'Albert Pinto Ko Gussa Kyon Aata Hai' review: Attempts to epitomise the anger felt by a common man in India
The narrative takes viewers back and forth in time to build a suspense plot.
Nearly four decades later, director Soumitra Ranade’s conceptual remake of the film also attempts to epitomise the anger felt by the common man in contemporary India, in the face of social, political and cultural rot. The modern-day Albert Pinto (Kaul) is an honest family man with a decent job and a girlfriend. But one day, he disappears.
As Albert is seen driving away with an unknown man to execute a hitman’s assignment, the narrative takes us back and forth in time to build a suspense plot. Albert’s anger stems from his experiences in life that make him succumb to darkness, following some personal injustice.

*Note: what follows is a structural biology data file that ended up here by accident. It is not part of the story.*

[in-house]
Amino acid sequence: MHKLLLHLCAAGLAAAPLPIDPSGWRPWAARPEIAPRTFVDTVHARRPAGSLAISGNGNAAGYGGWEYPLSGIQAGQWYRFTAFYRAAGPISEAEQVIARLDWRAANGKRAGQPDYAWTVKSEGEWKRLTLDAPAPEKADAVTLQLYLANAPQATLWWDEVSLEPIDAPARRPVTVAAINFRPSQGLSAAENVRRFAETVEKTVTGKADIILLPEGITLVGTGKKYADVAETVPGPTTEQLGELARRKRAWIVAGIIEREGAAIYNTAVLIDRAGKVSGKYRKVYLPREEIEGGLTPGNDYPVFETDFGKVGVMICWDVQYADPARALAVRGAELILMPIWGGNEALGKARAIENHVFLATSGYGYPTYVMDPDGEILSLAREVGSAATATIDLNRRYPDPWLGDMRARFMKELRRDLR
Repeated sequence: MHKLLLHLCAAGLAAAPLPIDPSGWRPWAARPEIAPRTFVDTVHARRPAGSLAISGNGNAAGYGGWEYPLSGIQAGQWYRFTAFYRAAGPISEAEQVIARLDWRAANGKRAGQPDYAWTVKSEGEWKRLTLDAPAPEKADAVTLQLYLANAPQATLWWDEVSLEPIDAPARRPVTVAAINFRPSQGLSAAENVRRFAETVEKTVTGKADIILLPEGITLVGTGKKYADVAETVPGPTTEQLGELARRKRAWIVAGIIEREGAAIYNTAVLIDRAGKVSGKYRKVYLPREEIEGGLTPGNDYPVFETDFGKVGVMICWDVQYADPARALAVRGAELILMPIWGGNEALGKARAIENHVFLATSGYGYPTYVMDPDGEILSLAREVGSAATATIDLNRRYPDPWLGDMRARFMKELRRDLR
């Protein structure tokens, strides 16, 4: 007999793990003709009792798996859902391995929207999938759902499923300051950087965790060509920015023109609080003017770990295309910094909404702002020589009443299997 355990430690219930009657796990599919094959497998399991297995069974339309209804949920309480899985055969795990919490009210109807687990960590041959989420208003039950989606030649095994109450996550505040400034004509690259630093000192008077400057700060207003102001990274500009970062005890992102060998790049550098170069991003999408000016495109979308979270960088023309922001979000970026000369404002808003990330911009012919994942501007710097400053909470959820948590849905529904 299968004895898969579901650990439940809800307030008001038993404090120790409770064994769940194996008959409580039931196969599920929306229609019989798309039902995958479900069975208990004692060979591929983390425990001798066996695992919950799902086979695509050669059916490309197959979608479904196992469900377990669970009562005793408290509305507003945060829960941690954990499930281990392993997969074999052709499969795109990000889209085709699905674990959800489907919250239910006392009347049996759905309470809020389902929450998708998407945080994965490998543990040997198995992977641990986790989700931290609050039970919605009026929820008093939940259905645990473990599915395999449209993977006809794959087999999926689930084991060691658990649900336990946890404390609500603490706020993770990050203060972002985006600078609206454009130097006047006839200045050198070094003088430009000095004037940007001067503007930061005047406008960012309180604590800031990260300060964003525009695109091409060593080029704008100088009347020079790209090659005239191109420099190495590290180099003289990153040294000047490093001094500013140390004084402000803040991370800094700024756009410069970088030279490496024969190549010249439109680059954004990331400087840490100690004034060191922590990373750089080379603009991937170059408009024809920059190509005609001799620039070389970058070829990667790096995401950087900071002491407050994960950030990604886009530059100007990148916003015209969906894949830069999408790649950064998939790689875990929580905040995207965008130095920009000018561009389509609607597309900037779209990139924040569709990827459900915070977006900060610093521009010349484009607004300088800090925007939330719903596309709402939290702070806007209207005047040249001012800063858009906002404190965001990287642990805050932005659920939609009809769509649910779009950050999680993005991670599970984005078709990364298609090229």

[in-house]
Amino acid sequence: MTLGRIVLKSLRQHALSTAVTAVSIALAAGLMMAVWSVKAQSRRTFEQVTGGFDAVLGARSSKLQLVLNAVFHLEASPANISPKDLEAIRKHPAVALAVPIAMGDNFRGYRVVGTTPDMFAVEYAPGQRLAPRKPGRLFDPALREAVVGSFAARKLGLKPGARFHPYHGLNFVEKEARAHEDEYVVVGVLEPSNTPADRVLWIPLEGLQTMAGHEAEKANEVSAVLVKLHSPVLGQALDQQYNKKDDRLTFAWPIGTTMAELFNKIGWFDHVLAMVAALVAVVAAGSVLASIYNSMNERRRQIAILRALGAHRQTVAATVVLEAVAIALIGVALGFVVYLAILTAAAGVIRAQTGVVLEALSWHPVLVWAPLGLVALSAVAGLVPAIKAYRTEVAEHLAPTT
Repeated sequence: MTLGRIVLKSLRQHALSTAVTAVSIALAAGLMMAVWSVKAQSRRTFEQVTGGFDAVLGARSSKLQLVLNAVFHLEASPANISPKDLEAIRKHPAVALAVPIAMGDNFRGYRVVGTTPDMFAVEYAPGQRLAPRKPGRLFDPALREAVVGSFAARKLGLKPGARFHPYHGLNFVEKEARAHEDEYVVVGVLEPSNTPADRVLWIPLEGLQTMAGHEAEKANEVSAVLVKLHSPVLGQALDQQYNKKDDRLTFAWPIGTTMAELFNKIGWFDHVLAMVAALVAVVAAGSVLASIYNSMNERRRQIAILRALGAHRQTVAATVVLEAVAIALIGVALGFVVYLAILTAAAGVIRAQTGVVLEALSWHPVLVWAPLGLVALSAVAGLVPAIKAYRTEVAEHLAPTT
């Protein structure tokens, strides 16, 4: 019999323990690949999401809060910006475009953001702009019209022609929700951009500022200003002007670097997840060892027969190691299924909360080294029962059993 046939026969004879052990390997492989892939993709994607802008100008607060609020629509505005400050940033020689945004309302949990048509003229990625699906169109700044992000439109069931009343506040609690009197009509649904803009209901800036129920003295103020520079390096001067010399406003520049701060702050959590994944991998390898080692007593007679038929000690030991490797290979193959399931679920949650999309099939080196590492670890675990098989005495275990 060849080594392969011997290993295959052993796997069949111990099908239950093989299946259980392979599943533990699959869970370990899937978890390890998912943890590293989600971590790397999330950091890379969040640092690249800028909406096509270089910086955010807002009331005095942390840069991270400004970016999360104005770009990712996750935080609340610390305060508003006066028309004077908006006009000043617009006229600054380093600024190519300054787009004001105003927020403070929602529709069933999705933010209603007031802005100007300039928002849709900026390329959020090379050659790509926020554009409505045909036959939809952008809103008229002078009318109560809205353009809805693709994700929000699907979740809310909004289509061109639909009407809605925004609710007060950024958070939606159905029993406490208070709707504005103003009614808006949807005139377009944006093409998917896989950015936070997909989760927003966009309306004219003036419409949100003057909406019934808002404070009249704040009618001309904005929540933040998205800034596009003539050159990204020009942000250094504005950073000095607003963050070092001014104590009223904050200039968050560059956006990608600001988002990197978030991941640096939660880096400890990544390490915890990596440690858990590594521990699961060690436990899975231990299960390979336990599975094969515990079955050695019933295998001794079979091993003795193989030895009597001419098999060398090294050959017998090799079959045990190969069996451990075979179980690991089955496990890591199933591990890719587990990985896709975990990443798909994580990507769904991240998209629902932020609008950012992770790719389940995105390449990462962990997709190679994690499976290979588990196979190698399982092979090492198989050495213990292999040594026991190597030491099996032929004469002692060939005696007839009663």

The conversation with his fellow traveller Nayyar (Shukla) on their way to Goa becomes the crux of the story. While Kaul performs a daunting act. Das, playing his girlfriend Stella, is effortless while transforming into different characters. Ranade never goes overboard with the subject, but he has an idea of its seriousness and effectively portrays the growing anger inside an ordinary middle-class man.